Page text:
A lease is a binding legal contract, and your landlord has no obligation to let you out. Even if you may think it’s in your landlord’s best interest to let you out of the lease that likely won’t happen. New York City landlords are notoriously conservative when it comes to financial matters, so even if you may see other apartments like yours renting for hundreds of dollars more per month, it’s improbable that your landlord will let you out without any obligation. Doing so would mean they'd have to bear the costs involved with finding a replacement tenant as well risking to have the apartment sit empty without collecting rent.
The first thing you should do is to review your lease. Is there an opt-out clause? Does it contain details specific to subletting or breaking your lease? Does it detail the fees involved?
After reviewing your lease, you’ll need to speak with your landlord. Explain your situation, and see what your options are. Landlords understand that it’s in their best interest to have a tenant who is happy, stable, and financially secure in place, and will likely have a specific policy in place for how you can get out of your lease. Most commonly, they will ask you to either find a new tenant to take over your lease via a lease assignment or to find someone to sign a brand new lease with them before they let you break your lease and surrender the apartment.
Tip: Make sure you follow all landlord procedures and are clear with your intentions. Let your landlord know that you will be actively working on getting out of your lease, and ask for their permission in writing. Many times tenants will ask their landlord if they can break or assign their lease, but not follow the proper procedures, delaying the process significantly. The last thing you want is to find someone who wants to move in only to be told that their application can’t be processed until you send a certified letter to your landlord’s corporate headquarters formally asking for permission to assign/break your lease.
Breaking the lease
Many leases will have an out clause, essentially allowing you to pay to break the lease. This fee can range from anywhere between a thousand bucks to 3+ months rent but is typically set at either 1 or 2 months rent. You'll also likely need to give your landlord at least 30 days notice of your intention to break the lease. An alternative in many cases is to find a replacement tenant to sign a new lease in your place. In this instance, you'll need to market your apartment and find a suitable candidate to present to your landlord. They'll sign a new 12-month lease at the market rate, and then your lease with the landlord will be broken. It used to be that most landlords wouldn't charge you a fee in this scenario, but nowadays fees ranging from $250 to $1000+ are commonplace.
Assigning your existing lease
Another alternative to breaking your lease is to assign your existing lease. This is similar to finding a new tenant to sign a new lease, except for the fact that they'll actually just be taking over your lease. Some landlords may force your hand and accept either only an assignment or only a break with a tenant signing a new 12-month lease so make sure you speak with your landlord to find out what your options are before you start marketing your place. The advantages of a lease assignment are that the incoming tenant will be grandfathered into your current rental price, which will typically be lower than current market rates, and that you'll typically have lower fees associated with an assignment. The main disadvantage of a lease assignment is that the unit is usually rented "as-is" meaning the landlord won't come in and clean, prep and paint before the new tenant moves in. This, combined with the fact that the lease will likely be for a shorter period of time than a traditional 12 month might make it less attractive to prospective renters.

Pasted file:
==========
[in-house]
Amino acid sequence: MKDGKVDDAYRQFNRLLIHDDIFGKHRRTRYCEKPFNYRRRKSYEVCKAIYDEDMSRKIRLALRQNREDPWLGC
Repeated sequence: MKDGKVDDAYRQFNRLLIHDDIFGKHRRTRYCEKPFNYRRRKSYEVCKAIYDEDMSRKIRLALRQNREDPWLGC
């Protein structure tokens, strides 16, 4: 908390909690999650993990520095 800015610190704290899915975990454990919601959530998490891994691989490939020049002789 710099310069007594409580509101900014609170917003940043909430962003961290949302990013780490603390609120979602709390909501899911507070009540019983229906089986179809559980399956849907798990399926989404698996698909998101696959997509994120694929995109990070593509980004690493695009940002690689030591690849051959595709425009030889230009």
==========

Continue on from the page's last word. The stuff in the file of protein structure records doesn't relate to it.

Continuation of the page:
Subleasing for the remainder of your lease
While some owners may not entertain a lease break or assignment (they have the legal right to refuse any such request outright) you are entitled to a right to ask for a sublet in NYC (the landlord does have the right to charge an additional 10% sublet fee). It's rare however that an owner would prefer a sublease over a lease break or lease assignment as those are typically cleaner for everyone involved. Sublets involve an added element of risk for all parties. For you "the sublessor" you'll still be responsible to the landlord for the apartment and rent so if the new tenant "the sublessee" skips rent payments, damaged the apartment, or overstays the lease you may be on the hook. For the sublessee, there's typically an element of uncertainty as there is no long-term guarantee that the landlord will offer them a new lease. The landlord also usually incurs additional risk as they do may not necessarily get to qualify and screen a sublessee as thoroughly as they'd like (sublets typically do not go through the standard application process with the landlord and sublessees, therefore, do not have to meet the landlord's income requirements).
What's the best option?
We always recommend trying to assign or break your lease as subletting presents additional risk. If you do decide to sublet the safest thing you can do is to ask for additional security deposits or pre-payment of rent for the entire sublease upfront. It is also essential to get the landlord's approval. Ideally, your landlord will put in writing that you will not be held accountable for any damages or monetary liabilities that occur upon the termination of your lease with the landlord (for example if the sublessee does not vacate the apartment and refuses to pay rent past the expiration of the lease).